(Here’s a fun exercise: Let’s all try to imagine how the sports world would react if LeBron James was held without a shot in an NBA Finals game and then gestured afterward, even jokingly, like he was going to hit some Golden State fans. Trust me, there would be fines, suspensions, possible banishment and a series of town hall meetings on the need for safe spaces in sports arenas.)

Malkin may have gotten a pass for his actions and his uninspired play, but it’s pretty evident the frustration level is bubbling over in Pittsburgh, especially with Crosby, who has inexplicably let P.K. Subban get under his gums. Early in Game 4, after the Predators’ relentless, disruptive and suffocating defense forced the Penguins to reset their rush three times on a single shift, Crosby, perhaps dizzy from all that circling, attacked Subban after the whistle, unprovoked. Clearly, Sid has grown tired of being posterized by the Nashville defense and constantly trolled by Subban, who showed up to the game carrying mouthwash after claiming that Crosby had chirped at him for having skunk breath — even though the real stench is coming from the Pens’ bench.

A few days earlier, Malkin had perfectly summed up what it feels like to face the Predators’ relentless and irritating defense when he said: “I have puck like one second, they jump to me.”

Yes, they jump to him and, as a result, we may never hear from Malkin again. After he went totally MIA in Game 3, give Crosby credit for rebounding in spectacular fashion Monday night with four shots on net, some remarkable playmaking and a gorgeous breakaway goal that he buried thanks to a fortuitous bounce off the post.

Just as Nashville coach Peter Laviolette pointed out before the game, even when he’s not scoring, Crosby is usually creating opportunities and dictating play. There’s no question that injuries and back-to-back trips to the finals have taken their toll on the Pens.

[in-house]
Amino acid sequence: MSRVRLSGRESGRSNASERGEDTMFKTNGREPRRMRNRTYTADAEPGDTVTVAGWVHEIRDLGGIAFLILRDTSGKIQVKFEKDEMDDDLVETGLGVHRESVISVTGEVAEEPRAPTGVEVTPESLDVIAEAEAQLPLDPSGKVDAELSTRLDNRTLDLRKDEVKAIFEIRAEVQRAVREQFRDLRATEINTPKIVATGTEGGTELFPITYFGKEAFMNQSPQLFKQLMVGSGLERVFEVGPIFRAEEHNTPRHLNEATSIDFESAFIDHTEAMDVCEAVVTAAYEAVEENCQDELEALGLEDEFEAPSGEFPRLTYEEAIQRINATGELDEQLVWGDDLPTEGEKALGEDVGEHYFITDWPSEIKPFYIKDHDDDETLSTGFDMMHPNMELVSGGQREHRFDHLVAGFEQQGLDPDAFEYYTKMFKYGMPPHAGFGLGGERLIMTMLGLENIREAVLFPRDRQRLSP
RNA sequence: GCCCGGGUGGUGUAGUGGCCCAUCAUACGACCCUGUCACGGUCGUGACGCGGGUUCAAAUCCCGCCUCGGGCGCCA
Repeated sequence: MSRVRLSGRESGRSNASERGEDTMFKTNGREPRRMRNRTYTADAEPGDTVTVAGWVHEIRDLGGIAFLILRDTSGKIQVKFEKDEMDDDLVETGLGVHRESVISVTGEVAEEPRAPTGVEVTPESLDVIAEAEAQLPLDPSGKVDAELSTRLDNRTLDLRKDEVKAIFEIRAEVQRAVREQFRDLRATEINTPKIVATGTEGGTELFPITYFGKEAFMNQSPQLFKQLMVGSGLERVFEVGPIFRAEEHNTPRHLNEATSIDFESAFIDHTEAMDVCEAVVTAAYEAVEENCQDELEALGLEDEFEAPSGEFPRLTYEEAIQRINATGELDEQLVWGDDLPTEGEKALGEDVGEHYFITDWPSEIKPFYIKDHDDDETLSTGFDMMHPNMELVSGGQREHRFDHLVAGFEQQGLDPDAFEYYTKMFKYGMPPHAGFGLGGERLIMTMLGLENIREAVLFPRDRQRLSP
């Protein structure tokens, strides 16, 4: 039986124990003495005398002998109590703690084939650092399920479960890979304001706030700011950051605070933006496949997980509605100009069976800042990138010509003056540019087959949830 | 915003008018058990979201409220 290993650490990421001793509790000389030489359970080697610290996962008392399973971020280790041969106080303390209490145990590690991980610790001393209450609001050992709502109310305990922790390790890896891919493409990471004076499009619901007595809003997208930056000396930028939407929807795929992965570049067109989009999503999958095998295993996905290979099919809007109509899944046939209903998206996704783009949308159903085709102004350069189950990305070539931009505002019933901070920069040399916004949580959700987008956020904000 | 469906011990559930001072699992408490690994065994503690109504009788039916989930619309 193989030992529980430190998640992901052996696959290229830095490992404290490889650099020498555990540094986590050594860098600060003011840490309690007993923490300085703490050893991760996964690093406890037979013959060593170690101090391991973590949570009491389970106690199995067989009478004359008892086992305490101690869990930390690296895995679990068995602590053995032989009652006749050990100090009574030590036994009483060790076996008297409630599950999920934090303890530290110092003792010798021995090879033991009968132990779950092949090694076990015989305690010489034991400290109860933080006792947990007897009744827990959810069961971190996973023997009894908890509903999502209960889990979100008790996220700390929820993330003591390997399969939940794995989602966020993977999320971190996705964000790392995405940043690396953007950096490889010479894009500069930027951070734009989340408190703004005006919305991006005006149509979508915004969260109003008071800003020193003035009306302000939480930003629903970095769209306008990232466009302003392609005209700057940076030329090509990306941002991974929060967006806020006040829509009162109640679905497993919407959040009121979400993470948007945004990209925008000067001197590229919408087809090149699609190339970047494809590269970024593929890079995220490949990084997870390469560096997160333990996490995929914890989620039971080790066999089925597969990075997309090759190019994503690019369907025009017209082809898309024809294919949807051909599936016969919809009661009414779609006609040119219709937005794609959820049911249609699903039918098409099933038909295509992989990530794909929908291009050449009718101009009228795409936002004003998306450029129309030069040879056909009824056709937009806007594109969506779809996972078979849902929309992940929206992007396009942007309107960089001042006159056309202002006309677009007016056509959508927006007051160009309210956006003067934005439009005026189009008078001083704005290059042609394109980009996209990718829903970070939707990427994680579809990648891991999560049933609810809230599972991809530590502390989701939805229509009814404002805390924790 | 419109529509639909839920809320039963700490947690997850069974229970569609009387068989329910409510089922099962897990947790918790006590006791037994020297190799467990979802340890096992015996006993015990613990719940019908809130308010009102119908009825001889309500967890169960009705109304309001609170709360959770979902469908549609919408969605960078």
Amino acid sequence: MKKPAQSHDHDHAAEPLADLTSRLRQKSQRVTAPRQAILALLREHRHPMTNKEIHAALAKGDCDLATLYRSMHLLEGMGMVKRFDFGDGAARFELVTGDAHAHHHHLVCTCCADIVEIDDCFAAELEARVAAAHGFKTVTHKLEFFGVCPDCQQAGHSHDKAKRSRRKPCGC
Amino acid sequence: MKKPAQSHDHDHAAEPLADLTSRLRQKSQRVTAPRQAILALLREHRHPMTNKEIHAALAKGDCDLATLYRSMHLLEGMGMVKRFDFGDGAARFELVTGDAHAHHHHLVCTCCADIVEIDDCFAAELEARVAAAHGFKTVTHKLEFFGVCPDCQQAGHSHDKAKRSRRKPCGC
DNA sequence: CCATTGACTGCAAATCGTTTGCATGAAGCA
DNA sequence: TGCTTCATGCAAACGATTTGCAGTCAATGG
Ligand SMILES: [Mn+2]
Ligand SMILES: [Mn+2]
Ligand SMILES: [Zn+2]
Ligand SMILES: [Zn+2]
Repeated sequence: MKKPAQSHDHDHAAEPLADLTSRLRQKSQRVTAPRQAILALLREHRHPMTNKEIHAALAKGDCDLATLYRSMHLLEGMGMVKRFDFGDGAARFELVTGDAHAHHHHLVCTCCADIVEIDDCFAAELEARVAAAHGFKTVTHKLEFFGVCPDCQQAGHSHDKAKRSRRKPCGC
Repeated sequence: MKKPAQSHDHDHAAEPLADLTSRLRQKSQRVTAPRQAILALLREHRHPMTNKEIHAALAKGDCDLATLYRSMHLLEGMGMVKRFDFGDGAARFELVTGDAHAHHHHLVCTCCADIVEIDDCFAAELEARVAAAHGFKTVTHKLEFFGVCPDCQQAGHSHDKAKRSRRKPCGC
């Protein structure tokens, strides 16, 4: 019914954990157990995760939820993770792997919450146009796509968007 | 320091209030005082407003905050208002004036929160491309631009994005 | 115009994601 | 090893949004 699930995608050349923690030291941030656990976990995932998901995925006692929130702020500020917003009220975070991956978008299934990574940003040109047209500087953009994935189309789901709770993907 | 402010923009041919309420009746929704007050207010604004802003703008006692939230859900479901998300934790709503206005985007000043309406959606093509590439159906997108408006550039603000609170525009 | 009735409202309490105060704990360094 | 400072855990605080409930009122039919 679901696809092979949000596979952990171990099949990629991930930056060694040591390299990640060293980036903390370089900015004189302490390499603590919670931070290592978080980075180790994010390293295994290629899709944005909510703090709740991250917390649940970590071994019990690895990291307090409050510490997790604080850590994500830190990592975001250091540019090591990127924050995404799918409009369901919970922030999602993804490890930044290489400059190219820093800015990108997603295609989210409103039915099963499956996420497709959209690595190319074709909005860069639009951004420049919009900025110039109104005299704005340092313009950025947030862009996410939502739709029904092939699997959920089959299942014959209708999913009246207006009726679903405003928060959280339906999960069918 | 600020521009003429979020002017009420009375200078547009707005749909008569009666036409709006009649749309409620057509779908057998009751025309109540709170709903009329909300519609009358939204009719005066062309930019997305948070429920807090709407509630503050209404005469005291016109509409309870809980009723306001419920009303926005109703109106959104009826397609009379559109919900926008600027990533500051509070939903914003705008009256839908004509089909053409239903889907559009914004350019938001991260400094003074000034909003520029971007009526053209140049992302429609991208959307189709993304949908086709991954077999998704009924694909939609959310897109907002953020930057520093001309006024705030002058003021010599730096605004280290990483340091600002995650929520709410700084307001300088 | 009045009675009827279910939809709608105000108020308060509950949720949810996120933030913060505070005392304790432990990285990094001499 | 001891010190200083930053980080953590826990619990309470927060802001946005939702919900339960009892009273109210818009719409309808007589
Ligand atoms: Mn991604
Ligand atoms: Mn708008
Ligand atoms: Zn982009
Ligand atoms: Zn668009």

But the crazy stat that circulated after the Pens’ lone goal supports the notion that Crosby still has some considerable work to do in Game 5, and his legacy (at least when it comes to the Final) is not yet completely secure. Despite being the face of the sport for the past dozen years, Crosby’s goal Monday night was just his second in his last 20 Stanley Cup Final games and his first in his last 13, dating back to Game 5 of the 2009 Final against Detroit.

For reference, Gretzky’s 1984-85 Edmonton Oilers team was recently voted the greatest team in NHL history as part of the league’s centennial celebration. Crosby has one goal in his past 13 Stanley Cup Final games. In the 1985 Final alone, Gretzky had seven goals in five games.

“We’re playing OK,” said Penguins goalie Matt Murray late Monday night. “But playing OK isn’t good enough in the Stanley Cup Final.”

As Murray spoke in a near whisper inside the Pens’ heavy room, I spun around and scanned the walls to see if he might have actually been reading his response off one of the Pens’ cheesy motivational posters. (He wasn’t.) But on a wall near Crosby’s locker stall I did see the message: The Journey Begins Here.

Indeed, with the quest for the Cup now boiled down to a three-game sprint, the “journey” actually begins with a legacy-defining Game 5 on Thursday night in Pittsburgh. And for Crosby and Malkin, it will either end with another Cup — or just more questions.